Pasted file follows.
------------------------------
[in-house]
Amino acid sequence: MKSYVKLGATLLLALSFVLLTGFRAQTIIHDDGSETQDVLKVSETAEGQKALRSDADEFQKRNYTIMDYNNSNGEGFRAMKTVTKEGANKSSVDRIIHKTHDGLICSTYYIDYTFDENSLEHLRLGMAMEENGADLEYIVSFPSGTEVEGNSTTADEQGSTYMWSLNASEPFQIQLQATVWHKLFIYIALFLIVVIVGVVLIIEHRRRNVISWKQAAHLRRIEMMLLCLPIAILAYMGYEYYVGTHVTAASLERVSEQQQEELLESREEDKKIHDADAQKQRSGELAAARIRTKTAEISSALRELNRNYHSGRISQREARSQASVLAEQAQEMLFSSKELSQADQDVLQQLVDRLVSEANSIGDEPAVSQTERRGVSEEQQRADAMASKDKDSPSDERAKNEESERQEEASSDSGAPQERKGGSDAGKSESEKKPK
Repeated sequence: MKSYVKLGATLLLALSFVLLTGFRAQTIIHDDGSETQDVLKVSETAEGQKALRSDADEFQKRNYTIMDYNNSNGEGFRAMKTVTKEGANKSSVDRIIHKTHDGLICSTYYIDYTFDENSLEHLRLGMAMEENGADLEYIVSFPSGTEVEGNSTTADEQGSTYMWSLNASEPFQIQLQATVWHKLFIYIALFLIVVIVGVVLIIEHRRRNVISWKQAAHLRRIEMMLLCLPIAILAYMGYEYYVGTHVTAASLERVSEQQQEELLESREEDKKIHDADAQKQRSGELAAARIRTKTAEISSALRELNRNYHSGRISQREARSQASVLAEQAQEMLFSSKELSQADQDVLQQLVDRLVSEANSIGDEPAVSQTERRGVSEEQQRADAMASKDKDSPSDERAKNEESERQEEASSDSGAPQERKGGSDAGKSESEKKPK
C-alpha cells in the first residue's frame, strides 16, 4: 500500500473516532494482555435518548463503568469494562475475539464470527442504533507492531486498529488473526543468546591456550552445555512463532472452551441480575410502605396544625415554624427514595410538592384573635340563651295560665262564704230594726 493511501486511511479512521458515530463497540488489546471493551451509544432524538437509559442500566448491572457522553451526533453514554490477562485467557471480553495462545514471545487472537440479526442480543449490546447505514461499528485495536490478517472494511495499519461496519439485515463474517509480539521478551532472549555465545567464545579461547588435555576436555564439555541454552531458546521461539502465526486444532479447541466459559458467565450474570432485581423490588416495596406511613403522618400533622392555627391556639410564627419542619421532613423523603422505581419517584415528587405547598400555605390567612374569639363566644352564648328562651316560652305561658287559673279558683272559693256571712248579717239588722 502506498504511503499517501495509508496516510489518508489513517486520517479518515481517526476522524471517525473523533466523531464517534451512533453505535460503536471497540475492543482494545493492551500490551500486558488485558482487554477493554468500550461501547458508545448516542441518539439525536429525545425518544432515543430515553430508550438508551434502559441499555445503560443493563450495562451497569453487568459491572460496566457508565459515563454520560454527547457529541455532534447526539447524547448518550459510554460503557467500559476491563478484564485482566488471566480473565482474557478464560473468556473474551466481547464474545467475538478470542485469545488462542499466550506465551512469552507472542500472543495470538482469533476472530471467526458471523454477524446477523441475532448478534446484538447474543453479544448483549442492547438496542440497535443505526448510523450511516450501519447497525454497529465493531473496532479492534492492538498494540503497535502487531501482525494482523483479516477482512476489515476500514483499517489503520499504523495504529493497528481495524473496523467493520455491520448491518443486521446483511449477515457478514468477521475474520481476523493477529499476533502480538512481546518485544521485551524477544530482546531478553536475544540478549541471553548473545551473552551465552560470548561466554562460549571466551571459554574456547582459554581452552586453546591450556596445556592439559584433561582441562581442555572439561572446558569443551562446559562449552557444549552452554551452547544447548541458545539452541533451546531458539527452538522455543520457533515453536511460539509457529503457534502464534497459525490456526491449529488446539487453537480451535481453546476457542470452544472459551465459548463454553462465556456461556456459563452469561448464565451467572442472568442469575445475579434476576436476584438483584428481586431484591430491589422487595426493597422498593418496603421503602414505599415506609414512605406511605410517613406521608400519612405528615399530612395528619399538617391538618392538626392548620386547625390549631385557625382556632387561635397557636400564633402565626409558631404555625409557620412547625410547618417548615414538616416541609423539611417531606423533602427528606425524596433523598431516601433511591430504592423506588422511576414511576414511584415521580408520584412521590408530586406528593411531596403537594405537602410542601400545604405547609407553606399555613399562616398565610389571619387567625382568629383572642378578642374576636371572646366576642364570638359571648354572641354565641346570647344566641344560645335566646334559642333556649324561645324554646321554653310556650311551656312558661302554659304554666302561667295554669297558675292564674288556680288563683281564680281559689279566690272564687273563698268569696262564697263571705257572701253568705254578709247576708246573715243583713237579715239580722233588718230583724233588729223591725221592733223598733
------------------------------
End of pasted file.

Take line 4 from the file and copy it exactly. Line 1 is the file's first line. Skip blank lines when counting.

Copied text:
C-alpha cells in the first residue's frame, strides 16, 4: 500500500473516532494482555435518548463503568469494562475475539464470527442504533507492531486498529488473526543468546591456550552445555512463532472452551441480575410502605396544625415554624427514595410538592384573635340563651295560665262564704230594726 493511501486511511479512521458515530463497540488489546471493551451509544432524538437509559442500566448491572457522553451526533453514554490477562485467557471480553495462545514471545487472537440479526442480543449490546447505514461499528485495536490478517472494511495499519461496519439485515463474517509480539521478551532472549555465545567464545579461547588435555576436555564439555541454552531458546521461539502465526486444532479447541466459559458467565450474570432485581423490588416495596406511613403522618400533622392555627391556639410564627419542619421532613423523603422505581419517584415528587405547598400555605390567612374569639363566644352564648328562651316560652305561658287559673279558683272559693256571712248579717239588722 502506498504511503499517501495509508496516510489518508489513517486520517479518515481517526476522524471517525473523533466523531464517534451512533453505535460503536471497540475492543482494545493492551500490551500486558488485558482487554477493554468500550461501547458508545448516542441518539439525536429525545425518544432515543430515553430508550438508551434502559441499555445503560443493563450495562451497569453487568459491572460496566457508565459515563454520560454527547457529541455532534447526539447524547448518550459510554460503557467500559476491563478484564485482566488471566480473565482474557478464560473468556473474551466481547464474545467475538478470542485469545488462542499466550506465551512469552507472542500472543495470538482469533476472530471467526458471523454477524446477523441475532448478534446484538447474543453479544448483549442492547438496542440497535443505526448510523450511516450501519447497525454497529465493531473496532479492534492492538498494540503497535502487531501482525494482523483479516477482512476489515476500514483499517489503520499504523495504529493497528481495524473496523467493520455491520448491518443486521446483511449477515457478514468477521475474520481476523493477529499476533502480538512481546518485544521485551524477544530482546531478553536475544540478549541471553548473545551473552551465552560470548561466554562460549571466551571459554574456547582459554581452552586453546591450556596445556592439559584433561582441562581442555572439561572446558569443551562446559562449552557444549552452554551452547544447548541458545539452541533451546531458539527452538522455543520457533515453536511460539509457529503457534502464534497459525490456526491449529488446539487453537480451535481453546476457542470452544472459551465459548463454553462465556456461556456459563452469561448464565451467572442472568442469575445475579434476576436476584438483584428481586431484591430491589422487595426493597422498593418496603421503602414505599415506609414512605406511605410517613406521608400519612405528615399530612395528619399538617391538618392538626392548620386547625390549631385557625382556632387561635397557636400564633402565626409558631404555625409557620412547625410547618417548615414538616416541609423539611417531606423533602427528606425524596433523598431516601433511591430504592423506588422511576414511576414511584415521580408520584412521590408530586406528593411531596403537594405537602410542601400545604405547609407553606399555613399562616398565610389571619387567625382568629383572642378578642374576636371572646366576642364570638359571648354572641354565641346570647344566641344560645335566646334559642333556649324561645324554646321554653310556650311551656312558661302554659304554666302561667295554669297558675292564674288556680288563683281564680281559689279566690272564687273563698268569696262564697263571705257572701253568705254578709247576708246573715243583713237579715239580722233588718230583724233588729223591725221592733223598733